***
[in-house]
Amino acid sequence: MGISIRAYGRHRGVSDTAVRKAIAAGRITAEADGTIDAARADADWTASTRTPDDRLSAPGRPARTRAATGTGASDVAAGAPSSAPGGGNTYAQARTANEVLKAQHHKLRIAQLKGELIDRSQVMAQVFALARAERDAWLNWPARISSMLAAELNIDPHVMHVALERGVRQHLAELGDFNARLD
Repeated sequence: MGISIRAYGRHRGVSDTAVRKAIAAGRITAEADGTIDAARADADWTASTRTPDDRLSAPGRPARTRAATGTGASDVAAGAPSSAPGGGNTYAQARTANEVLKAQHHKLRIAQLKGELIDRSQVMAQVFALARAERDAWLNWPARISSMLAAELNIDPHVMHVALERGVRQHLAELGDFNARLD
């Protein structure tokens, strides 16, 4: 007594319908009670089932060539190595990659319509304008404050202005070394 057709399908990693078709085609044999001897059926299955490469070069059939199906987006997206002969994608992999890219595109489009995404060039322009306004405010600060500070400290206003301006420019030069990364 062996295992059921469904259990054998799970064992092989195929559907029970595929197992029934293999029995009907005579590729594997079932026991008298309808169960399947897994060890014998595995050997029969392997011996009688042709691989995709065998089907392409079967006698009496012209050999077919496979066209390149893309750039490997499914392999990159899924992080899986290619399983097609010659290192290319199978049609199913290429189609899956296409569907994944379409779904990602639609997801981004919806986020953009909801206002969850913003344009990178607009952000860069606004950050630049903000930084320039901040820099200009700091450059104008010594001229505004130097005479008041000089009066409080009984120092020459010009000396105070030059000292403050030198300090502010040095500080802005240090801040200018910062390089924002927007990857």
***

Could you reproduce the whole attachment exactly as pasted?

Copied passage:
[in-house]
Amino acid sequence: MGISIRAYGRHRGVSDTAVRKAIAAGRITAEADGTIDAARADADWTASTRTPDDRLSAPGRPARTRAATGTGASDVAAGAPSSAPGGGNTYAQARTANEVLKAQHHKLRIAQLKGELIDRSQVMAQVFALARAERDAWLNWPARISSMLAAELNIDPHVMHVALERGVRQHLAELGDFNARLD
Repeated sequence: MGISIRAYGRHRGVSDTAVRKAIAAGRITAEADGTIDAARADADWTASTRTPDDRLSAPGRPARTRAATGTGASDVAAGAPSSAPGGGNTYAQARTANEVLKAQHHKLRIAQLKGELIDRSQVMAQVFALARAERDAWLNWPARISSMLAAELNIDPHVMHVALERGVRQHLAELGDFNARLD
């Protein structure tokens, strides 16, 4: 007594319908009670089932060539190595990659319509304008404050202005070394 057709399908990693078709085609044999001897059926299955490469070069059939199906987006997206002969994608992999890219595109489009995404060039322009306004405010600060500070400290206003301006420019030069990364 062996295992059921469904259990054998799970064992092989195929559907029970595929197992029934293999029995009907005579590729594997079932026991008298309808169960399947897994060890014998595995050997029969392997011996009688042709691989995709065998089907392409079967006698009496012209050999077919496979066209390149893309750039490997499914392999990159899924992080899986290619399983097609010659290192290319199978049609199913290429189609899956296409569907994944379409779904990602639609997801981004919806986020953009909801206002969850913003344009990178607009952000860069606004950050630049903000930084320039901040820099200009700091450059104008010594001229505004130097005479008041000089009066409080009984120092020459010009000396105070030059000292403050030198300090502010040095500080802005240090801040200018910062390089924002927007990857």